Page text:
By Leslie Wade
CNN Medical Producer
Type 2 diabetes may increase the risk of developing cancer, according to a joint statement released by the American Diabetes Association and the American Cancer Society.
"The evidence is very strong, about a twofold higher risk of cancer among those with diabetes: liver cancer, pancreatic cancer and endometrial cancer. And to a lesser extent, diabetes looks to be a risk factor for colorectal cancer, breast cancer and bladder cancer," says Susan Gapstur, vice president of the Epidemiology Research Program at the American Cancer Society.
Some connections between the diseases are easier to decipher than others, researchers say. They looked at shared risk factors, biologic links, and the effects of drug treatment.
Both diseases are more common in those who are older, obese, physically inactive and have poor diets. These shared risk factors offer some explanation. Complex biology offers more clues.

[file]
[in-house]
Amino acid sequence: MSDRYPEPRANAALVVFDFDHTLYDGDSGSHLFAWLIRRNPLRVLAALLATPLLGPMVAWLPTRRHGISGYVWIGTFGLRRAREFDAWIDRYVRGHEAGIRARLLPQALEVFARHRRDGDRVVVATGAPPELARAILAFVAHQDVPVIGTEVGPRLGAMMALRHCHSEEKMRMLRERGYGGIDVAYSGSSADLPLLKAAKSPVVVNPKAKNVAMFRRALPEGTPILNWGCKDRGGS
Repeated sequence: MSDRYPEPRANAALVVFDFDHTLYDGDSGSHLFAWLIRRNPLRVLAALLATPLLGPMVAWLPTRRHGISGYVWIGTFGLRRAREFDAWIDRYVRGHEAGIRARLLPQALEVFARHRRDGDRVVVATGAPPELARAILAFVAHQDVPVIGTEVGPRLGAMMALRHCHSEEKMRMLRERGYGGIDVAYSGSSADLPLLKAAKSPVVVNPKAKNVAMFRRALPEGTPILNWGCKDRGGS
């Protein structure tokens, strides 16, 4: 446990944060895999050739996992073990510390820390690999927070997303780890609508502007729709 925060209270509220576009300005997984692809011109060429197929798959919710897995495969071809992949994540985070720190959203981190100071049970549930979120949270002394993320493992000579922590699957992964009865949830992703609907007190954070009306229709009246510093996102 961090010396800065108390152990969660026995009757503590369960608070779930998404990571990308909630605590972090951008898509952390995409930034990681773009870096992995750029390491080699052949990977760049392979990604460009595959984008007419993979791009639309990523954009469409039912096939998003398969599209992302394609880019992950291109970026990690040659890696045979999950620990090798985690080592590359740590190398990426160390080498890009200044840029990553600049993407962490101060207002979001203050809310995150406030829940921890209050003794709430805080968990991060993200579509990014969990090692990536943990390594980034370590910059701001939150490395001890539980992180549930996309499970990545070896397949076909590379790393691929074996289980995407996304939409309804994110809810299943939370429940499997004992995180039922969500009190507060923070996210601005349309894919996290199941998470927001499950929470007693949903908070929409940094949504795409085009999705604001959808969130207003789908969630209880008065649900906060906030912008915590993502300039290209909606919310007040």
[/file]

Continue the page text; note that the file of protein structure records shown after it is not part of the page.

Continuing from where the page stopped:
"Some of the factors that may contribute to a cell becoming a cancer might include high insulin and glucose levels that result from diabetes," Gapstur explains. That's to say, spikes in insulin and blood sugar levels at different times throughout the course of the disease. Hormone-like substances from fat are also suspected of playing a role in promoting cancer.
Scientists are also looking at the possible link between diabetes treatment and cancer, though the evidence is mixed. Some studies suggest that metformin, a common type 2 diabetes drug, actually lowers the risk of cancer. Other research seems to indicate that insulin treatment may increase the risk. Experts encourage patients to talk to their doctor if at very high risk for cancer, before making any changes in treatment.
So what can diabetics do to reduce their chances of developing cancer? "First and foremost, prevention is key," explains Gapstur. She stresses the urgency of adapting healthy lifestyle habits such as maintaining a healthy weight, eating a balanced diet, and getting plenty of exercise. And have a conversation with your doctor about cancer screenings because catching early signs of cancer may make all of the difference.